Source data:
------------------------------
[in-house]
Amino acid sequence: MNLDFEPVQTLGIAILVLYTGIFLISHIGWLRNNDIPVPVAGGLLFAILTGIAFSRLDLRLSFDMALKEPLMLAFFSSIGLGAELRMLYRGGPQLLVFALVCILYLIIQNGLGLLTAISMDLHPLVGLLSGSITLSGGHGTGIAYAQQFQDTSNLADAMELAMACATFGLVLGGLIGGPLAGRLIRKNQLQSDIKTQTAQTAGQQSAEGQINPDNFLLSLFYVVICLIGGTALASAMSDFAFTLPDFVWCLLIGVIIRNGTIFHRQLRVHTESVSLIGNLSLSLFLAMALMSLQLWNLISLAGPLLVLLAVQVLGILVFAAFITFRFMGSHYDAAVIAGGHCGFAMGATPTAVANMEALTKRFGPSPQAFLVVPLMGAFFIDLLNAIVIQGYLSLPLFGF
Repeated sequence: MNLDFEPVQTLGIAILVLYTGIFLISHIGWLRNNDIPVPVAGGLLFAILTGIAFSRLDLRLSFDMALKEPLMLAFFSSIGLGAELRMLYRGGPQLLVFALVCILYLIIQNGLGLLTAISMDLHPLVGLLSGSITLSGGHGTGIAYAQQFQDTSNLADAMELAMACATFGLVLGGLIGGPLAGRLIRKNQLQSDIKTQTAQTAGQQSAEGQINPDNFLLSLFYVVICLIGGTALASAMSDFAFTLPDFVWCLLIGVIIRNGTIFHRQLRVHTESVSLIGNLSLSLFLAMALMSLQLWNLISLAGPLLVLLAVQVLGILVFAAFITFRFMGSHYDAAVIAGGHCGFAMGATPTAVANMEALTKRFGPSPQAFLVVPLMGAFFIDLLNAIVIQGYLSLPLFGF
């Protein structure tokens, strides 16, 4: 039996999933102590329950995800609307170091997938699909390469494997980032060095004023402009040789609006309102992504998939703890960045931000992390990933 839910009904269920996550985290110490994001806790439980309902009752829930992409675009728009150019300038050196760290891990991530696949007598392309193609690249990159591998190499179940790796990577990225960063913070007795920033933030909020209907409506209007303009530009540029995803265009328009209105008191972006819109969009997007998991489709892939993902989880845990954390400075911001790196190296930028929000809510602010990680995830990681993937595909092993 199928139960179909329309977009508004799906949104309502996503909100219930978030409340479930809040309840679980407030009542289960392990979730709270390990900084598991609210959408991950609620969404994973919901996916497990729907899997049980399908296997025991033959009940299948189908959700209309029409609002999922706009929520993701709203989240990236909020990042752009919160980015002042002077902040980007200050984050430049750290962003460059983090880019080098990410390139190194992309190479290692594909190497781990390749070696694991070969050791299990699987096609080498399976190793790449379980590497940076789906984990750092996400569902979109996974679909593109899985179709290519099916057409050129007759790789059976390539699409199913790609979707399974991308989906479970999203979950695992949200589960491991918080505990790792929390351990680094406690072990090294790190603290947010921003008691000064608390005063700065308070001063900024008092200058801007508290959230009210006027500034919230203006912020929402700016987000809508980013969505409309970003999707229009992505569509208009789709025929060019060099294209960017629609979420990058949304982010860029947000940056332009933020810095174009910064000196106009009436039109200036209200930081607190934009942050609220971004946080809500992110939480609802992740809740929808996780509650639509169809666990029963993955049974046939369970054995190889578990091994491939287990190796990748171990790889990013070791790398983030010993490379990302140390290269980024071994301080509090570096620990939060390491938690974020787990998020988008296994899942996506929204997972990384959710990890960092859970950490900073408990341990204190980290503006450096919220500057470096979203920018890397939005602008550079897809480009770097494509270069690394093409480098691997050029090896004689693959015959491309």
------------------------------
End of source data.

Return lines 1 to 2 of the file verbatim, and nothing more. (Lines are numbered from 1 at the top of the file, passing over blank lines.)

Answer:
[in-house]
Amino acid sequence: MNLDFEPVQTLGIAILVLYTGIFLISHIGWLRNNDIPVPVAGGLLFAILTGIAFSRLDLRLSFDMALKEPLMLAFFSSIGLGAELRMLYRGGPQLLVFALVCILYLIIQNGLGLLTAISMDLHPLVGLLSGSITLSGGHGTGIAYAQQFQDTSNLADAMELAMACATFGLVLGGLIGGPLAGRLIRKNQLQSDIKTQTAQTAGQQSAEGQINPDNFLLSLFYVVICLIGGTALASAMSDFAFTLPDFVWCLLIGVIIRNGTIFHRQLRVHTESVSLIGNLSLSLFLAMALMSLQLWNLISLAGPLLVLLAVQVLGILVFAAFITFRFMGSHYDAAVIAGGHCGFAMGATPTAVANMEALTKRFGPSPQAFLVVPLMGAFFIDLLNAIVIQGYLSLPLFGF